A Madrid court sentenced a former Salvadoran colonel to 133 years in prison on Friday for the slaying of five Spanish priests in El Salvador more than three decades ago.
Spain’s National Court ruled that Inocente Orlando Montano, a former colonel who served as El Salvador’s vice minister for public security during the country’s 1979-1992 civil war, was responsible for the 1989 “terrorist assassinations.”
The massacre of the Jesuit priests is one of the most high-profile religious crimes in recent Latin American history and drew global attention to the human rights crisis in El Salvador’s long-running civil war, as well as U.S. support for the country’ military.
Montano, now aged 77, listened from a wheelchair as judges read the verdict, imprisoning him to 26 years, eight months and one day for each of the deaths.
The U.S. extradited Montano to Spain in 2017. During his trial earlier this year, Montano denied having taken part or ordered the massacre that led to the death of eight people in the campus of the Central American University.
On November 19, 1989, armed soldiers broke into the José Simeón Cañas Central American University in San Salvador, and raided the residence where six Jesuit priests were sleeping. They were dragged from their beds and murdered, their bodies laid out in the garden.
Five of the eight victims were Spanish Jesuit priests, including Rev. Ignacio Ellacuría, rector of the university, and they were considered among the top theologians in El Salvador, closely associated with the beliefs of so-called Liberation Theology, also known as ‘the Church of the Poor.’
The priests publicly opposed U.S. support of the Salvadoran armed forces, and pleaded for peaceful dialogue between the right and the left. The right wing accused the Jesuits of being communists, and Ellacuría was called "the brains behind the guerrillas."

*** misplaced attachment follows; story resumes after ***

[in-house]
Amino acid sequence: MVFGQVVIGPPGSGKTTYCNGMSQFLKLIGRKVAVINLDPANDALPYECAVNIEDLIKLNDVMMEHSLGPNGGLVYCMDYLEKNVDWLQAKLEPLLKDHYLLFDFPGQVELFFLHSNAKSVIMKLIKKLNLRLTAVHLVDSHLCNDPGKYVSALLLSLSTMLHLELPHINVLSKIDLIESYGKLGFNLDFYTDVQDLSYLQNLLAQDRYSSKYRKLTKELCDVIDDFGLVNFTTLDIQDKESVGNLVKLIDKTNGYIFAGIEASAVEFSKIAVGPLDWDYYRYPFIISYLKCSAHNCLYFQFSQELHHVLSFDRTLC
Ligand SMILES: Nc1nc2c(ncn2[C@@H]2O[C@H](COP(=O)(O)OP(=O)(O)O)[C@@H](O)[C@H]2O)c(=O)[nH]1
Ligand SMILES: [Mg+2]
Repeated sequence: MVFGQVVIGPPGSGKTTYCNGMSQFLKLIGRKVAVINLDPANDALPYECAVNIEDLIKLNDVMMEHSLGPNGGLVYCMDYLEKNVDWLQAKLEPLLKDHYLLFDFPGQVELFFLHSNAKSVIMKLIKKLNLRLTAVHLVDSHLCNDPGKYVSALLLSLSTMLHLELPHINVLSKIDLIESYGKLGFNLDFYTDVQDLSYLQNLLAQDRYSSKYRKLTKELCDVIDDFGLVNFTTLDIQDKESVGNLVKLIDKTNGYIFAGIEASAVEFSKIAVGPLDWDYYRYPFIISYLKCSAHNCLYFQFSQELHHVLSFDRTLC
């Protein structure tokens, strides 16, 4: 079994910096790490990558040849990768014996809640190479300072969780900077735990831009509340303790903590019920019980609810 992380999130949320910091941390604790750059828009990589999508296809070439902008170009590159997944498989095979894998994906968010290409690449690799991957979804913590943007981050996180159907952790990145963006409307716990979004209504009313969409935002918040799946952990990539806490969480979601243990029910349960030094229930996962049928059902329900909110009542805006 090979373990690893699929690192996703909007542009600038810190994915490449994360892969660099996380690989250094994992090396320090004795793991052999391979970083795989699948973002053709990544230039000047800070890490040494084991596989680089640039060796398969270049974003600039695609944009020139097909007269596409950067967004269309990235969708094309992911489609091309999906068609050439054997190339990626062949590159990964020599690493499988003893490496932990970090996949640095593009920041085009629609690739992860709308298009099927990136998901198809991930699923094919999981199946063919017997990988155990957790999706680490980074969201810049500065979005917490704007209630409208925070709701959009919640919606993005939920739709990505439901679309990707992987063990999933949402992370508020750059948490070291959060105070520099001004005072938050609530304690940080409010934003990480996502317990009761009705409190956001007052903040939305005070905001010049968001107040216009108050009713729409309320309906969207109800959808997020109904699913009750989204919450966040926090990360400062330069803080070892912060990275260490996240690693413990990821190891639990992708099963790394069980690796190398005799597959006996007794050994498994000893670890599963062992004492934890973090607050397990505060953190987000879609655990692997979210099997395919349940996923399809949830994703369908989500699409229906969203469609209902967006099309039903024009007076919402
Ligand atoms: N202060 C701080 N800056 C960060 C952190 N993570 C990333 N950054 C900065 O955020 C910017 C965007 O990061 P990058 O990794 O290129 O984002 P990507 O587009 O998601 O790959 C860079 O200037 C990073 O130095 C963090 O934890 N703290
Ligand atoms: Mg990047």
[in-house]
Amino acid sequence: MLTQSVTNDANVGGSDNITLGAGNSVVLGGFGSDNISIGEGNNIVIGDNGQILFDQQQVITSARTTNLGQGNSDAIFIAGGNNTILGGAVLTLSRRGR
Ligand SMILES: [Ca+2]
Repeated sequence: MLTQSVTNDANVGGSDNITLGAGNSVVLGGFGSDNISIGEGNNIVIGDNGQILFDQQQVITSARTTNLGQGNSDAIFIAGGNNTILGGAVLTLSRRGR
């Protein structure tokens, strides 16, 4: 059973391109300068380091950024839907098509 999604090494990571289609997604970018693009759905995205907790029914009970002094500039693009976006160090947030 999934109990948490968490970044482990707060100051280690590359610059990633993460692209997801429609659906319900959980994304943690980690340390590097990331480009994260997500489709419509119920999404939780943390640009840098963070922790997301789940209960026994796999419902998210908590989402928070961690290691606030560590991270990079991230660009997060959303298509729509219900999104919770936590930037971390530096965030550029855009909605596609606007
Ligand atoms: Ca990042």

The priests’ cook and her 16-year-old daughter, were also among the victims.
One of the surviving witnesses, housekeeper Lucía Cerna, recalled hearing the vice rector Ignacio Martín-Baró, screaming at the soldiers: "This is an injustice, a disgrace!" before he was gunned down. When the military claimed that the guerrillas were to blame, Cerna provided key eyewitness evidence, saying she saw the soliders.
At the time, the capital was in the midst of a massive left-wing guerrilla offensive that forced the evacuation of the U.S. embassy and marked the pinnacle of military achievement by the Farabundo Martí Liberation Front (FMLN).
Salvadoran government forces were able to take back control of the city after days of street battles. It proved to be the final major confrontation before the guerrillas agreed to demobilize as part of a peace deal in 1991 that ended the war that claimed over 75,000 lives.
During the war, half a million Salvadorans were displaced, and many fled as refugees to the United States.
The Jesuit massacre wasn't the first time the Catholic clergy came under attack in El Salvador. Throughout the civil war, priests and nuns who stood alongside the poor were targeted by right-wing death squads — expelled, beaten, imprisoned and killed.
In March 1980, El Salvador's famed Archbishop Óscar Romero, who was canonized as a Catholic saint in 2018, was assassinated at the altar while celebrating Mass. And in December 1980, four American churchwomen were raped and killed by Salvadoran government security forces.